Thousands march in Tel Aviv to demand ceasefire and hostage deal as talks in Cairo end without agreement

Thousands of people marched in Tel Aviv on Thursday to demand a ceasefire and hostage deal, as well as a revived Israeli-Palestinian peace process.

The march was led by Standing Together, a joint Jewish-Palestinian peace movement in Israel. Alon Lee-Green, the group’s Jewish co-director, said the march, composed of both Jewish and Palestinian protestors, was “demanding to end the war, to end the occupation and to create an Israeli-Palestinian peace of freedom, equality and independence for all.” Sally Abed, one of the group’s Palestinian leaders, said on X (formerly Twitter) that, “[W]e are at a historical junction.” She went on to stress:

Only when we are all free and equal, can we all be safe and prosper. Amidst witnessing the most horrific, unfathomable human catastrophe unfolding, to serve messianic, fascist lunatics feeding on extremism everywhere else – it is our historic duty, to lead the alternative vision.

This is not the first mass demonstration in Israel demanding a ceasefire that would end Israel’s war in Gaza and release the remaining hostages held by Hamas. Families of the hostages have long been demanding the government make a deal with Hamas to release their loved ones, instead of continuing their offensive in Rafah. Earlier this week, families of the hostages blocked a major highway in Tel Aviv and protests erupted in Jerusalem calling for the government to strike an agreement that would return the hostages. They promised to continue demonstrating, with the daughter of hostage Keith Siegel saying, “We won’t be quiet until they [the hostages] are back.” Recent polls have suggested that a majority of Israelis, including Jewish Israelis, support prioritizing a hostage deal over an invasion of Rafah.

The demonstrations come as the prospects of a ceasefire agreement appear to be dimming. On Monday, after Israel ordered 100,000 people to evacuate Rafah, Hamas accepted a ceasefire proposal put forward by Egypt. Israel previously approved a separate proposal but rejected this new proposal and started striking targets in Rafah, later moving tanks in to capture the Gaza side of the Rafah crossing with Egypt. Although Israel sent a negotiating delegation to Cairo, there was no progress on a deal and Egyptian officials said delegations for both Israel and Hamas left the city without an agreement. Hamas said in a statement on Friday that negotiations were “back to square one.”

Without a ceasefire and hostage agreement in place, Israel seems poised to further invade Rafah and expand its military operations there, raising alarm in the international community. More than one million people, approximately half of Gaza’s population, are currently sheltering in Rafah. Israel claims it needs to invade Rafah to dismantle Hamas operations and free the remaining hostages taken on the October 7 attacks, but the international community, including the US, has expressed alarm at the prospect of such an invasion, saying it would exacerbate an already catastrophic humanitarian crisis. More than 110,00 Palestinians have already fled the area, but many say there is nowhere left to go. “There is no safe place at all,” said Nuzhat Jarjer, a Palestinian in Gaza whose family left Rafah on Wednesday.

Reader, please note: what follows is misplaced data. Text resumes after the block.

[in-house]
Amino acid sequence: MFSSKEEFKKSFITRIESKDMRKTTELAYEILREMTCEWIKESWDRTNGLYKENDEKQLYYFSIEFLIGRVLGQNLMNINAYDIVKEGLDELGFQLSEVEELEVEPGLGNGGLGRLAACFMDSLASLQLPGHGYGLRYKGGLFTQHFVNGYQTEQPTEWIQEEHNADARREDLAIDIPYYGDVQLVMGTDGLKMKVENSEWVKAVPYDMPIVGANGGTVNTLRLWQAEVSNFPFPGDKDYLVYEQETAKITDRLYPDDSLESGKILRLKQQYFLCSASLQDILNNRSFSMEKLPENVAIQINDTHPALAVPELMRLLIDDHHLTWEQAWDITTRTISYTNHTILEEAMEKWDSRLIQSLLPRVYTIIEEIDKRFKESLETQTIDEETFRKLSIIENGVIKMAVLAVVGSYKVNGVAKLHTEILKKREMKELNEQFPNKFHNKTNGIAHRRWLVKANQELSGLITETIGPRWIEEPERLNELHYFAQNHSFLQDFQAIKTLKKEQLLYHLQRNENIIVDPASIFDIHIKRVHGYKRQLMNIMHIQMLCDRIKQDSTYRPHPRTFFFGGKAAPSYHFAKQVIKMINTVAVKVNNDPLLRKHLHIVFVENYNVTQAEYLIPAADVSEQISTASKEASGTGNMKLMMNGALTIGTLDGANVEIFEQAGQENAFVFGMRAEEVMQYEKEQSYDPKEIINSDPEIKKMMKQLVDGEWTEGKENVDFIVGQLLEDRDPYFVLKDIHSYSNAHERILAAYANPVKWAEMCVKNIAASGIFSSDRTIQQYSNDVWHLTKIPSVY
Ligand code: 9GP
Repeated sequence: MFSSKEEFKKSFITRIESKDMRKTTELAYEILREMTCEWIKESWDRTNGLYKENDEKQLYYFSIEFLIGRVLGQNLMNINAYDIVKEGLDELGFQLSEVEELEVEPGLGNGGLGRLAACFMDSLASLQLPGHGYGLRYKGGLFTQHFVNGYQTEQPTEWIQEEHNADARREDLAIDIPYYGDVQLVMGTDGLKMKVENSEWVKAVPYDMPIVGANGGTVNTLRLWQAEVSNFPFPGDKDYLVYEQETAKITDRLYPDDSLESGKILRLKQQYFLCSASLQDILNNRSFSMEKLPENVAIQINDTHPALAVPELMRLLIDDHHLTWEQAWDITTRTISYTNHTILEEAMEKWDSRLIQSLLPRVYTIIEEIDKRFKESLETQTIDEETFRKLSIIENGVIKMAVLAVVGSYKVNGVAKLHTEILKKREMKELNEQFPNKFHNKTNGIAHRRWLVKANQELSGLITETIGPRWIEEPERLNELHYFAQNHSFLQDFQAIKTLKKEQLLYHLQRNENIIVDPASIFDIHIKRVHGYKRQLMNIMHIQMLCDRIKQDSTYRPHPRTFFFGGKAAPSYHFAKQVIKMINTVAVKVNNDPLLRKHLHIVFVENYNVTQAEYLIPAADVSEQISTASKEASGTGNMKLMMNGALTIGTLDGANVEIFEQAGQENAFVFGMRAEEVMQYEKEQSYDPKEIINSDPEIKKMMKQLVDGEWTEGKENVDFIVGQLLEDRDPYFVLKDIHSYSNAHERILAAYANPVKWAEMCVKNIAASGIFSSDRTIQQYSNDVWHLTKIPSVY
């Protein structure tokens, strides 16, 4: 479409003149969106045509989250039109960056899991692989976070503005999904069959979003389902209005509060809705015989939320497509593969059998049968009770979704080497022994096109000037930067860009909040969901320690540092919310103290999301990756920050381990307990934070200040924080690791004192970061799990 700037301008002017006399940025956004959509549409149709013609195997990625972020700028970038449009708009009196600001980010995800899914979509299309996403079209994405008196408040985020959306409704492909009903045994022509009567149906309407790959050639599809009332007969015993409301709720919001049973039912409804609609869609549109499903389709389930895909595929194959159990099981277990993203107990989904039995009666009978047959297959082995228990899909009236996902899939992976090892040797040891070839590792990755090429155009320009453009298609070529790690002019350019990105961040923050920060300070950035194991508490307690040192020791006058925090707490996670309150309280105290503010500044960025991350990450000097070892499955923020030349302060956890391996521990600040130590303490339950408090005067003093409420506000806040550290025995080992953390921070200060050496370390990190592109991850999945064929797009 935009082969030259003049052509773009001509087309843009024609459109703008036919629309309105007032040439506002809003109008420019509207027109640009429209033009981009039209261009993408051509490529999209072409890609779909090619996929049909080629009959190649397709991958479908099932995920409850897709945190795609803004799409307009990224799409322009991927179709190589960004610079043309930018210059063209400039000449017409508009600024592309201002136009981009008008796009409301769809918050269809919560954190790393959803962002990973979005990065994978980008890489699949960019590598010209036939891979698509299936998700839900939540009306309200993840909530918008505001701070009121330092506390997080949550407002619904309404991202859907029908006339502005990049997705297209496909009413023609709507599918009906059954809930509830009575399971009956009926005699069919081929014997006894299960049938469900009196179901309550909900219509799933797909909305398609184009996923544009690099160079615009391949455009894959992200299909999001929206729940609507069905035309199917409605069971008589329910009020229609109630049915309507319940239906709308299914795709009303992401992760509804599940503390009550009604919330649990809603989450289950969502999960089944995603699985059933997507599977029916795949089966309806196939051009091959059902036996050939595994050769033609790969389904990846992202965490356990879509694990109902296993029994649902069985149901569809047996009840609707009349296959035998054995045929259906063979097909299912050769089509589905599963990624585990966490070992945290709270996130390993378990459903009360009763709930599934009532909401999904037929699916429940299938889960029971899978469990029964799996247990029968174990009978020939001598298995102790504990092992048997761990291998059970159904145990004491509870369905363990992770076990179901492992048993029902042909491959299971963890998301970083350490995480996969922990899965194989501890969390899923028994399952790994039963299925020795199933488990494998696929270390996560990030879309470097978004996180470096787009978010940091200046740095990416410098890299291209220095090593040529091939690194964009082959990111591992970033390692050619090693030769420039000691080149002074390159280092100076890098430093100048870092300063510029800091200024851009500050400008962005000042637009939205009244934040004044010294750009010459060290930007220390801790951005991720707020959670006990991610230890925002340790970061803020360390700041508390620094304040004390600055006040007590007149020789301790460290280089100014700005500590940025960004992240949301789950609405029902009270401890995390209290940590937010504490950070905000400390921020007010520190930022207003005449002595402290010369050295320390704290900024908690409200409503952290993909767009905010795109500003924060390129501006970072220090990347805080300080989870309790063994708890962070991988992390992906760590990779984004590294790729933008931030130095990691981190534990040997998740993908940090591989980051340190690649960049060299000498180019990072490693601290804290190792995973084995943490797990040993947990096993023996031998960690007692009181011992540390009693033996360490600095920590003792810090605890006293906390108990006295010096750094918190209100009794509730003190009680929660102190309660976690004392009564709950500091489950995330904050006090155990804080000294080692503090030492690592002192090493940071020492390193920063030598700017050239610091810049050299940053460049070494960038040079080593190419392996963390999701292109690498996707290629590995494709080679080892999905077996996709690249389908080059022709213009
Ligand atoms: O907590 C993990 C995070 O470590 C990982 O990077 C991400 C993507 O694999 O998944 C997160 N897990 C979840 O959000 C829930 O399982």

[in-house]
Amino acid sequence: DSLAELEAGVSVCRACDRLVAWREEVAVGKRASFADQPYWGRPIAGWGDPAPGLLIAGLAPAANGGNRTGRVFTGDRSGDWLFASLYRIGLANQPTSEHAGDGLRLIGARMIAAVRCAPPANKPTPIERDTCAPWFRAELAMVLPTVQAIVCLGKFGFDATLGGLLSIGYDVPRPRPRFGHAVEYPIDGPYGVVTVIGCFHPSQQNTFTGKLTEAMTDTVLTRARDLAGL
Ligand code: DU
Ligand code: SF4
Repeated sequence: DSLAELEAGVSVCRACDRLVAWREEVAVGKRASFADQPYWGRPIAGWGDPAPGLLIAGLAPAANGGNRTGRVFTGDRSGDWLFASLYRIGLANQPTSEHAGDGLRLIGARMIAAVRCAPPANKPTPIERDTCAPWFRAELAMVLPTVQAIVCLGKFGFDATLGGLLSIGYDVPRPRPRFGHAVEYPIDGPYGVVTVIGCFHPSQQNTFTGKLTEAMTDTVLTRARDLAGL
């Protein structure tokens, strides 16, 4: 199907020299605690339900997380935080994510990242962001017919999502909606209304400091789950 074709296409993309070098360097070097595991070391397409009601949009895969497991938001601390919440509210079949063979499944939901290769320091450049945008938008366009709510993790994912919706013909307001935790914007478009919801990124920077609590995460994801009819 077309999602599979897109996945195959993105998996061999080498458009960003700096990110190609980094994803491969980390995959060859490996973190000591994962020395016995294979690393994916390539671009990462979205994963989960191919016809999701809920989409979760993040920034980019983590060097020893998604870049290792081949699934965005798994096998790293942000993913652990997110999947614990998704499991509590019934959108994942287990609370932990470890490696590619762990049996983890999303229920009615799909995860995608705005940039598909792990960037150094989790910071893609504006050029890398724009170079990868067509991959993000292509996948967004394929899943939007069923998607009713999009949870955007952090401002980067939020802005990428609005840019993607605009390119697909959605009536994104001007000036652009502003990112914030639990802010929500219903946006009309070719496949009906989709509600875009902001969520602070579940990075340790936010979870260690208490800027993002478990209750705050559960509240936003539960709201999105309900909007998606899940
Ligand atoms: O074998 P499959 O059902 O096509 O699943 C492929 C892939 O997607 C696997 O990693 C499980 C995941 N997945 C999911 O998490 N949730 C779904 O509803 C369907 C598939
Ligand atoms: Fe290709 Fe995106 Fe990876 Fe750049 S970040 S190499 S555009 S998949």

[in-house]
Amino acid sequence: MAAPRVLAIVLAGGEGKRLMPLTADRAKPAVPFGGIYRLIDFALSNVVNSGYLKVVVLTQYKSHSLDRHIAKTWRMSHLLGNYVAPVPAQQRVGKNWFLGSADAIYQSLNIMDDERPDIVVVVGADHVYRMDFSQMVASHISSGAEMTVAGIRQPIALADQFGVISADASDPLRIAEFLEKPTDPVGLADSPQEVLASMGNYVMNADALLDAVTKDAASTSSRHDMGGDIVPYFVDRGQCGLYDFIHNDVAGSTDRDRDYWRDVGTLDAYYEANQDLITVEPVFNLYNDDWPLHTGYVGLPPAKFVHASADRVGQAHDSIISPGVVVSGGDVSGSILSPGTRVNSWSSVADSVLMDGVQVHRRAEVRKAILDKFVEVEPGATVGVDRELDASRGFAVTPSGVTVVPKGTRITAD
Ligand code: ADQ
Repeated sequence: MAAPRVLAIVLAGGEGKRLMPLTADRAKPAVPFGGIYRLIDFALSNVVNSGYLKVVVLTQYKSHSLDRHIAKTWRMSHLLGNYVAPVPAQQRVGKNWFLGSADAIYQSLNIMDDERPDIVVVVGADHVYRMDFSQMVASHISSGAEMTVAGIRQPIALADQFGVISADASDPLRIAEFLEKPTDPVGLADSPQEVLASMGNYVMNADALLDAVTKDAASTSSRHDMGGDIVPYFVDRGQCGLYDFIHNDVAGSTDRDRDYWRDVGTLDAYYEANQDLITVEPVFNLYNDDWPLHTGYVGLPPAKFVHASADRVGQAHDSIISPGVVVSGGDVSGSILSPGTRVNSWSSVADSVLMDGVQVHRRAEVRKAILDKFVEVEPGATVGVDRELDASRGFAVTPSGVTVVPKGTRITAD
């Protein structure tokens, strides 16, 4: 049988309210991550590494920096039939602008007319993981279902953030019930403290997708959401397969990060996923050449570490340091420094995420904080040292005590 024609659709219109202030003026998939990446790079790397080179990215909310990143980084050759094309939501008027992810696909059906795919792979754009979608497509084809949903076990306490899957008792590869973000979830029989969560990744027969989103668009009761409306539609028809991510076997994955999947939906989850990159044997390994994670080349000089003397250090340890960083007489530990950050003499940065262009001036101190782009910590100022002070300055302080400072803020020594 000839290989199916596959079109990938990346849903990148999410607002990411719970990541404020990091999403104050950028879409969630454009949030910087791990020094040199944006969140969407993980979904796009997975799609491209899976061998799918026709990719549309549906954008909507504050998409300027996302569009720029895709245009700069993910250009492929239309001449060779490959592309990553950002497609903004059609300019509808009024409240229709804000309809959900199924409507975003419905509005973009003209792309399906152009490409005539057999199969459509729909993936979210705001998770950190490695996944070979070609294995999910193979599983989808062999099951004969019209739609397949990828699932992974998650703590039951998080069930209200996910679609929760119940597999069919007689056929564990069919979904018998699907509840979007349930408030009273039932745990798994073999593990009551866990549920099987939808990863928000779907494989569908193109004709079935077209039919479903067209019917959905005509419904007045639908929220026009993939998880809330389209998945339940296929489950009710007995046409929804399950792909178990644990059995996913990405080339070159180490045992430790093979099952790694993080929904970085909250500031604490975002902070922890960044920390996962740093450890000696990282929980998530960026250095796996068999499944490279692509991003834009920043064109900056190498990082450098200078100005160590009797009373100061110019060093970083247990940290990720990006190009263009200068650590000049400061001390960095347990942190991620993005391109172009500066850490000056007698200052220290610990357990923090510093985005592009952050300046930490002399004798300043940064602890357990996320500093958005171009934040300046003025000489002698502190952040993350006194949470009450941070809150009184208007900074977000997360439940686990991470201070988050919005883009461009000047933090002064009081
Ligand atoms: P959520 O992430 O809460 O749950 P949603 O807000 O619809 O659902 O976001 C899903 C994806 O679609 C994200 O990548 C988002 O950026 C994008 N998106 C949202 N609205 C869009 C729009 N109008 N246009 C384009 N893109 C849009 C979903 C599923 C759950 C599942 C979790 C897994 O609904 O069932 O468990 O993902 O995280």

Hamas took more than 200 people hostage in its October 7 attacks on Israel, which also killed more than 1,200 people—mostly civilians. International law experts have said that this, along with rocket attacks targeting civilian areas, constitutes war crimes. Families of October 7 victims filed a complaint with the International Criminal Court (ICC) alleging genocide, which led to the ICC Prosecutor’s first-ever visit to the region. 

Bringing the hostages home is one of Israel’s stated goals and has been a rallying cry for Israeli citizens and Jewish communities; however, critics say the Israeli government has deprioritized the hostages and their families, pointing to the lack of a ceasefire agreement and incidents like the IDF shooting three hostages in Gaza. In November, Hamas released more than 100 hostages as part of a six-day temporary ceasefire, which also saw Israel release more than 200 Palestinian prisoners. At the time, families of the hostages expressed concern about their wellbeing, with the niece of one hostage saying, “There is a great deal that we still don’t know, we don’t know what the physical or mental condition of these people is.” The International Committee of the Red Cross has not been granted access to the hostages, and Israeli officials have estimated that one-fifth of them have died.

Israel responded to the Hamas attacks with a brutal war on Gaza that has killed more than 34,000 people—mostly civilians. Israeli strikes have hit places like medical facilities and refugee camps, and human rights groups have accused Israel of war crimes. Nearly two million people, 85 percent of the territory’s population, have been displaced by the violence, and survivors face a collapsed medical system and imminent famine. Palestinian rights groups and President Mahmoud Abbas assert that Israel’s actions amount to genocide. Israel rejects this, but the International Court of Justice (ICJ) still ordered the country to “take all measures within its power” to prevent a “plausible” genocide in Gaza. It also issued a second order with additional emergency provisional measures to address the humanitarian crisis in Gaza.